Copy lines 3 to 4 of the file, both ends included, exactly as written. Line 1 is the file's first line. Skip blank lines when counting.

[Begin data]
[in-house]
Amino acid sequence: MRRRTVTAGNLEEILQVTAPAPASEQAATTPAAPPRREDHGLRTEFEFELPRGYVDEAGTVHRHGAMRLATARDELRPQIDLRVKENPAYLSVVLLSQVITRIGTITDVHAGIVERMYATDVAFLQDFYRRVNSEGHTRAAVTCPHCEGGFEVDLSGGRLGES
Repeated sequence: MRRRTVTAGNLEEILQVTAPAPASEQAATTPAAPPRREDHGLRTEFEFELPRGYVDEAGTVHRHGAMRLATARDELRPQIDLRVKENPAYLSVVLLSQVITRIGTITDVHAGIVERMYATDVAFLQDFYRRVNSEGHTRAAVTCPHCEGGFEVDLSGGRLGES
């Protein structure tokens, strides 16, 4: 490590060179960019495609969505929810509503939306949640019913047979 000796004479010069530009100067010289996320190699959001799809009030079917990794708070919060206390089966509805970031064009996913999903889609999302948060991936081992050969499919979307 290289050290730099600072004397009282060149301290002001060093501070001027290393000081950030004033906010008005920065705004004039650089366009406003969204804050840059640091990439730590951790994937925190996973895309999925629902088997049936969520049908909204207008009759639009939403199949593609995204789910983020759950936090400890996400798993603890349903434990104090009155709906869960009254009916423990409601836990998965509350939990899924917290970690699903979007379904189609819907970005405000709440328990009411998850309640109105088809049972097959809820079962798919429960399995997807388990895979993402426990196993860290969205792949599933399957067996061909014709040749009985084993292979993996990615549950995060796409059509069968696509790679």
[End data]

Repeated sequence: MRRRTVTAGNLEEILQVTAPAPASEQAATTPAAPPRREDHGLRTEFEFELPRGYVDEAGTVHRHGAMRLATARDELRPQIDLRVKENPAYLSVVLLSQVITRIGTITDVHAGIVERMYATDVAFLQDFYRRVNSEGHTRAAVTCPHCEGGFEVDLSGGRLGES
């Protein structure tokens, strides 16, 4: 490590060179960019495609969505929810509503939306949640019913047979 000796004479010069530009100067010289996320190699959001799809009030079917990794708070919060206390089966509805970031064009996913999903889609999302948060991936081992050969499919979307 290289050290730099600072004397009282060149301290002001060093501070001027290393000081950030004033906010008005920065705004004039650089366009406003969204804050840059640091990439730590951790994937925190996973895309999925629902088997049936969520049908909204207008009759639009939403199949593609995204789910983020759950936090400890996400798993603890349903434990104090009155709906869960009254009916423990409601836990998965509350939990899924917290970690699903979007379904189609819907970005405000709440328990009411998850309640109105088809049972097959809820079962798919429960399995997807388990895979993402426990196993860290969205792949599933399957067996061909014709040749009985084993292979993996990615549950995060796409059509069968696509790679």